on January 28, 2011 in Scotland with 18 comments by

Let me go ahead and relieve your troubled minds- I survived it.

But also let me go ahead and warn you- the following pictures are graphic.

Oh yeah, Americans. There she is. You don’t know what haggis is, you say? Well, I’m just gonna let you read up on the Wikipedia page for haggis. Cause there are some things that I just can’t type.

I had already warned James [the chef extraordinaire] about you people and your need for photographs, so he was not ruffled as I walked through his kitchen and took pictures around his masterpieces.

I did manage to take a picture the exact moment that James stabbed the haggis. *shudder* It still makes me feel weird, the whole thing. But the team loved it. There was lots of cheers and laughter and one small whimper. [No need to identify the source of that whimper. Ahem.]

So here’s my plate starting at the fork and going clockwise – tatties [mashed potatoes], haggis [mashed other things], minced meat [ground beef], and neeps [yeah, I don’t know- looks like sweet potatoes, tastes like cauliflower? I think it is a turnip or something]. And a tall glass of IRN BRU.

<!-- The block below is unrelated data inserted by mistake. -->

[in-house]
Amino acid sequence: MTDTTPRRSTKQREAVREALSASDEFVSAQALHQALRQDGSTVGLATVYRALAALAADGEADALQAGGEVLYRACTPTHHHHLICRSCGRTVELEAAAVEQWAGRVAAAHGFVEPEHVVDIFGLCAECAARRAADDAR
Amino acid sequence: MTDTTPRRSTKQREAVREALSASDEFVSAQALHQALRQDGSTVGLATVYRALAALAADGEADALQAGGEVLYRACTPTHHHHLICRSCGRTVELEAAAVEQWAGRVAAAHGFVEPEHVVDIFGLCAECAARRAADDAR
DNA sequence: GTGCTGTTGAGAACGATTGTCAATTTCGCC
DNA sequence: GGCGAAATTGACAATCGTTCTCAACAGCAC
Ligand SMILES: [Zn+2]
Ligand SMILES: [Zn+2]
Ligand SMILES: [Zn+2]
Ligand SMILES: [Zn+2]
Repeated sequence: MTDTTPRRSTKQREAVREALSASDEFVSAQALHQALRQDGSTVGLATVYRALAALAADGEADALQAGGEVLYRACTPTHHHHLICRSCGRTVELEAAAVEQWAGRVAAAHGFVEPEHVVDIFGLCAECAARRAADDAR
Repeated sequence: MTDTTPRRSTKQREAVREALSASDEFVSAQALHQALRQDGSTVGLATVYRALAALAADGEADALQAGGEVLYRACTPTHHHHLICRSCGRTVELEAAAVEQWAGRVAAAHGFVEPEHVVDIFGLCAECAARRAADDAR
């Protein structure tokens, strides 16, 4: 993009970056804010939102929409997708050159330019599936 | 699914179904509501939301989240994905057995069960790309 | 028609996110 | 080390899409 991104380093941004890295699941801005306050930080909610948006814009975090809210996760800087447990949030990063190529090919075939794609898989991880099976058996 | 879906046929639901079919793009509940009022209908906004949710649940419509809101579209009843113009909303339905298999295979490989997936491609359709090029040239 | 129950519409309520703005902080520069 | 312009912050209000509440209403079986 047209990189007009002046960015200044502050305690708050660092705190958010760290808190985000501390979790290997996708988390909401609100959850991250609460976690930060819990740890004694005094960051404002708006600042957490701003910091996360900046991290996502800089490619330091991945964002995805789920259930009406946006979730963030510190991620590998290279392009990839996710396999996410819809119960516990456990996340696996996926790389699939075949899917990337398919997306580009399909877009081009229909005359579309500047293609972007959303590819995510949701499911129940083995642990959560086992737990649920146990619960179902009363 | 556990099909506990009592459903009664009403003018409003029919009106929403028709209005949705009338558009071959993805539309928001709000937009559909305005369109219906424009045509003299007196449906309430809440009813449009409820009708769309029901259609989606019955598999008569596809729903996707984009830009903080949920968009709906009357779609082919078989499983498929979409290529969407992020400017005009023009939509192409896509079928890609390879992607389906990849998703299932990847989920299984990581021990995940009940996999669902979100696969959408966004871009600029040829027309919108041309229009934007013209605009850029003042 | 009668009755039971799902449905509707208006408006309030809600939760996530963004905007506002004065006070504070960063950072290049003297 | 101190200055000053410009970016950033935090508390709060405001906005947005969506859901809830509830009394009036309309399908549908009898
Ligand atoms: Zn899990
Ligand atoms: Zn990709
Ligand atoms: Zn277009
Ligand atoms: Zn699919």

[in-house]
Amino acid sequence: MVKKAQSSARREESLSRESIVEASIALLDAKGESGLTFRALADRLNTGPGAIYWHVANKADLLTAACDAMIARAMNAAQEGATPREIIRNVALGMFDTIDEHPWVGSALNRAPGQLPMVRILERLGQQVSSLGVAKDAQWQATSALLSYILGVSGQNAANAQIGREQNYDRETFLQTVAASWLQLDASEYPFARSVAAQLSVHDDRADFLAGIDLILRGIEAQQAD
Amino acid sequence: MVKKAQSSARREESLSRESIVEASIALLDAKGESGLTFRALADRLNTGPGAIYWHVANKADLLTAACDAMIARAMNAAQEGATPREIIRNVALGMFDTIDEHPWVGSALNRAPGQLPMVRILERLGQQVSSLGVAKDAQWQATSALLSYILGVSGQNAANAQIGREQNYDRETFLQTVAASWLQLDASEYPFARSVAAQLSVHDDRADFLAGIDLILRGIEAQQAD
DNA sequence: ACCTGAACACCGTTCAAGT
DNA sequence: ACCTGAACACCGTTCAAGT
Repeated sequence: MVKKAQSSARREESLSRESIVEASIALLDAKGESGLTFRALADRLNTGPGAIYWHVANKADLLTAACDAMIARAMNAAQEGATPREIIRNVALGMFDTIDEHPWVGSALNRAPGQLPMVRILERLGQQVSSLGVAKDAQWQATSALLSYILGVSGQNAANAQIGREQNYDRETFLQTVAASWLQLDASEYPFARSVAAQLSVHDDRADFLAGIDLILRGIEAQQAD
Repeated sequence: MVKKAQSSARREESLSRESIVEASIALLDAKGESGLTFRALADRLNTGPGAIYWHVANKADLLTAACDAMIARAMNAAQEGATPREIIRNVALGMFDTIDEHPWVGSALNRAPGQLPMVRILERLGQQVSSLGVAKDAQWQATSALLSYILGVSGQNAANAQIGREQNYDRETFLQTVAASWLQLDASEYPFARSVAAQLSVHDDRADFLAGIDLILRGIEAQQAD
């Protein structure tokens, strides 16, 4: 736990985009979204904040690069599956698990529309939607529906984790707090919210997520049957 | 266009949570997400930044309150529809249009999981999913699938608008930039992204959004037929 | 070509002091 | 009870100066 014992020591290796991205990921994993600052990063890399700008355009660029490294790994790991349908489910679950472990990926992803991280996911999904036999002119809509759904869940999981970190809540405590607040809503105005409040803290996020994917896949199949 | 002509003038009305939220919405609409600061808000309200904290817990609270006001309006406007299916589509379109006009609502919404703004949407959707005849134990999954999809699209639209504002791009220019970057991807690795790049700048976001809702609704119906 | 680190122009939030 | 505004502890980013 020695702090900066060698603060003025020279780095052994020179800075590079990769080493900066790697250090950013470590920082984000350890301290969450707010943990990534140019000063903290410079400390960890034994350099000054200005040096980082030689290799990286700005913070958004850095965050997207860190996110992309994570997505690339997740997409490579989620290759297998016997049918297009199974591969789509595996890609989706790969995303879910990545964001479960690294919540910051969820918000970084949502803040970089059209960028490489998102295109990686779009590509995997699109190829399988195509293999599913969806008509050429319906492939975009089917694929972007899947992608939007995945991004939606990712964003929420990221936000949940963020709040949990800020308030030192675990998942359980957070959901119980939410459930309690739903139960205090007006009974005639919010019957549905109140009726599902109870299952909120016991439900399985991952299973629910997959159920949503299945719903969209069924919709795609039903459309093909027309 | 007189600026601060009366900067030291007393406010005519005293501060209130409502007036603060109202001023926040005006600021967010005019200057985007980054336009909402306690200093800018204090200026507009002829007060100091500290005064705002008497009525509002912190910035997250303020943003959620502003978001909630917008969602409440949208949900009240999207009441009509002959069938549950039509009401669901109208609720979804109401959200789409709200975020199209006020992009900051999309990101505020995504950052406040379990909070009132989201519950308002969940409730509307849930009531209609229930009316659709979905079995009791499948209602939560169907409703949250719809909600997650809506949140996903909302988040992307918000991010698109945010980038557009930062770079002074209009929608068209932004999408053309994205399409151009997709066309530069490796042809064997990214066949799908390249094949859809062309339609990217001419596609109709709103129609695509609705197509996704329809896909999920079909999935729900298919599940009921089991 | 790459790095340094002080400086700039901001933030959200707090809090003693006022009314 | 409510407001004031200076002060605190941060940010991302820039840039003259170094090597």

And here I am, living without fear, having my first bite of haggis…

And you know what? It was not bad at all. I mean, a certain friend of mine [who I am SUPER close to outing on this one but I won’t] said that haggis tasted like cat food, so it was mind over matter those first few bites. But then it was really pretty good.

And the tatties. Good gracious. I told James he cooked potatoes like my grandmother. In fact, I think I said, “You cook like an old southern woman…. which is a total compliment.”

I saw the concern on his face. That’s why I said that last part.

Then I did this….

While James made this….

And I said, “Leisa, how is your dessert and by the way, what is this beautiful work of culinary art that we are holding?” [I felt very enthusiastic about the dessert because see, it wasn’t haggis.]

It’s called Cranachan. It’s way good. Like, probably really bad for you good. Here is the recipe.

Raspberries? Honey? DOUBLE whipped cream? Toasted oats and a splash of whiskey?

I’m not mad about that. Not mad about that at all.

So I did what any red-blooded American would do.

And that, ladies and gentlemen, is the night I ate a Burns Supper in Edinburgh.